States that vote entirely by mail suffer minuscule amounts of fraud, despite Trump’s claims to the contrary.
Officials found just 372 cases of possible fraud out of 14.6 million ballots cast in three states that voted entirely by mail in 2016 and 2018, according to an analysis by The Washington Post and the nonprofit Electronic Registration Information Center, which helps states spot duplicate voters. That's just 0.0025 percent of votes. It’s a far cry from the widespread fraud Trump and his allies have alleged, Elise Viebeck reports.
For example, Trump, who voted by mail himself in Florida this year, tweeted in all caps last month: “MAIL-IN VOTING WILL LEAD TO MASSIVE FRAUD AND ABUSE. IT WILL ALSO LEAD TO THE END OF OUR GREAT REPUBLICAN PARTY. WE CAN NEVER LET THIS TRAGEDY BEFALL OUR NATION.”
The analysis covered five elections in Colorado, Oregon and Washington, where registered voters automatically receive ballots by mail.
The low fraud rate is partially because vote-by-mail states have strong security processes to prevent fraud, current and former election officials say. But some of them worry that states that ramp up voting by mail in response to the pandemic won't have the same protections.
“We’ve had so much time to really fine-tune those processes,” said Washington Secretary of State Kim Wyman, a leading Republican advocate for mail voting. “Probably my biggest concern with this rapid ramp-up to expand absentee voting or move to a vote-by-mail model is: Do they have the time to build up that capacity?”
Advocates for voting by mail also note the penalties for voter fraud, which include fines and prison time, probably will deter the vast majority of fraud.
Voting security advocates are decrying online voting technology that West Virginia will use in its primary today.
West Virginia will be the third state to pilot the voting app offered by Democracy Live for voters with disabilities in its primary today. Security advocates say online voting is dangerous because there’s no way for voters to verify their ballots were recorded correctly. New Jersey and Delaware conducted similar pilots earlier this year and other states have used the app for military and overseas voters.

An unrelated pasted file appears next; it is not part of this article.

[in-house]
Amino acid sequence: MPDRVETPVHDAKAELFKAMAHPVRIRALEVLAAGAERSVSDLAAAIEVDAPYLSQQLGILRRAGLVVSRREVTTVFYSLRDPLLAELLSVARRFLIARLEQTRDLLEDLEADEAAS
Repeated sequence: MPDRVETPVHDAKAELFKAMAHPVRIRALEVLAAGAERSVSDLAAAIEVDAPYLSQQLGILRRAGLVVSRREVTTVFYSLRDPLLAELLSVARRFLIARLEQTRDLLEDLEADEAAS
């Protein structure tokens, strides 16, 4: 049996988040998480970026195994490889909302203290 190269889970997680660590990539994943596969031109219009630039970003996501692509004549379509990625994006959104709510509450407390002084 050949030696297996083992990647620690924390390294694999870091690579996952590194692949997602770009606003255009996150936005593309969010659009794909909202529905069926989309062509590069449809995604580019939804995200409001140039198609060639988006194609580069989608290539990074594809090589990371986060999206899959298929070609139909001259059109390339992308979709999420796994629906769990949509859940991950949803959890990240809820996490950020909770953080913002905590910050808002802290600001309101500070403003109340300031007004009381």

"Even amidst a global pandemic, states simply cannot risk moving to Internet voting," said Marian K. Schneider, president of Verified Voting.
The concern follows a new study from researchers at the Massachusetts Institute of Technology and the University of Michigan highlighting security vulnerabilities with Democracy Live's Omniballot system. (Alex Halderman, one of the authors of the report, is on Verified Voting's board of advisers.)
The Democracy Live technology could be manipulated to leave off candidates' names, remove races or send ballots to the wrong person, researchers found.
Other experts also cited serious concerns with voting using phones and laptops.
“The biggest security problem with Internet voting is the insecurity of all the millions of voters’ computers and phones,” Princeton University computer science Professor Andrew Appel told freelance cybersecurity reporter Kim Zetter. “It’s not just one server that would need to be secure in addition to the millions of voters’ computers; it’s a whole ecosystem of connected companies.”
NSO Group is pushing a transparency initiative as it faces a lawsuit and an avalanche of criticism over its spyware business.
The Israeli company will begin issuing annual reports next year detailing its compliance with United Nations human rights guidelines, chief executive Shalev Hulio told Dan Williams at Reuters. The company says it has declined about half a billion dollars in deals because of ethical concerns.
But vetting those claims is difficult given the secretive nature of the company's government clients, Williams writes.
NSO has been pilloried by security and human rights activists who say the firm helps repressive regimes spy on their enemies and critics. Its Pegasus software has been tied to the surveillance of journalists, dissidents and human rights advocates in Mexico, the United Arab Emirates and Saudi Arabia. Facebook sued the company for allegedly hackingWhatsApp, its encrypted messaging service, and helping government customers snoop on about 1,400 people. NSO has denied any wrongdoing.